Not long ago I was chatting with a colleague who said he found snow days incredibly frustrating, that he resented their interruption of his classes and the rhythm of the semester.  If his students have assignments due on a day when classes are cancelled, he still expects them to submit the work electronically and on time.  For future snow days, he says, he is thinking about experimenting with ways to convene class online.  I admired his dedication, but something about the conversation made me sad.

Sad in the same way that I feel sad when I hear academics say they never take days off or humblebrag about their 80-hour workweeks, the same way I feel when I get emails timestamped from the very wee hours or on weekend evenings.  In those instances, it’s a sadness overlaid with writing guilt, which spills into annoyance, which gets tangled with compassion (which I suppose allows me to offset the writing guilt by feeling superior) for them, for their families, their pets, their bodies, their friends.  It’s a rich text.


The snow day is an assertion that there is something bigger than my priorities, my ego, my expectations.  To be an adult is to be reminded, daily, that the world is almost entirely unconcerned with these things, and most of those reminders are unpleasant at a minimum.  But the snow day delivers a reminder in a different, gentler form: it takes the shape of a reprieve (of course, I have the supreme luxuries of a job that will pay me anyway, and a house that will keep me warm so I can simply take it.)

None of this is to say I don’t work on snow days.  I do, but less than usual and with a sense of relief, gratitude even.  And sometimes that little perceptual shift is enough to make the day feel really different.  If possible, I try to reapportion snow days for my own work, reading and thinking and writing.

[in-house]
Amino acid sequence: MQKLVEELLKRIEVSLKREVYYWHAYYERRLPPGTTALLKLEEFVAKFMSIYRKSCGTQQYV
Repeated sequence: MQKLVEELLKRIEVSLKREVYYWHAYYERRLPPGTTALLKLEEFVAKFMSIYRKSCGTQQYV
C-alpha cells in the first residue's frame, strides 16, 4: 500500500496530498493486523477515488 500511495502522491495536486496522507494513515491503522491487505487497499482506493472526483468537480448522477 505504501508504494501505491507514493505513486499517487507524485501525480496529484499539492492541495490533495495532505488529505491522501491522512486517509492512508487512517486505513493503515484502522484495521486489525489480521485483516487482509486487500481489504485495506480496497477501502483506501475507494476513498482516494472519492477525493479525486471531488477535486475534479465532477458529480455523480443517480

But beyond the pleasure of a break from grading and class prep, I think there is a pedagogical value for students in snow days as well.  Doubtless, administrators would prefer that we find some creative way to teach despite the circumstances, but beyond communicating with my students about how we’ll adapt to the change in plans, I don’t.  I let them have their snow day.

More than anything, I want to cultivate curiosity in my students, and curiosity requires an openness to the world, a divestment of their expectations, a relinquishment of their position at the center of the universe, an awareness and a willingness to be surprised, and sometimes even derailed.  Snow days, I think, reinforce these lessons.

Surely, the routinization of crisis under neoliberalism can have a similar effect, and some of my students probably don’t need much education about precarity, because they live it.  All the more reason, then, to give them the day off.



all the best,

My very favorite tweet on Shit Academics Say:


Funny because it’s true, of course, butt it suddenly strikes me as very odd.  Look how illuminating social media can be!

I suspect that most of us academics have our own taxonomies of email closings.  I do.

“All the best,” is my go-to: administrative, scholarly, pedagogical.  In the absence of strong feelings about the recipient or the content of my email, I use this.  And I think that might be a problem (about which more below).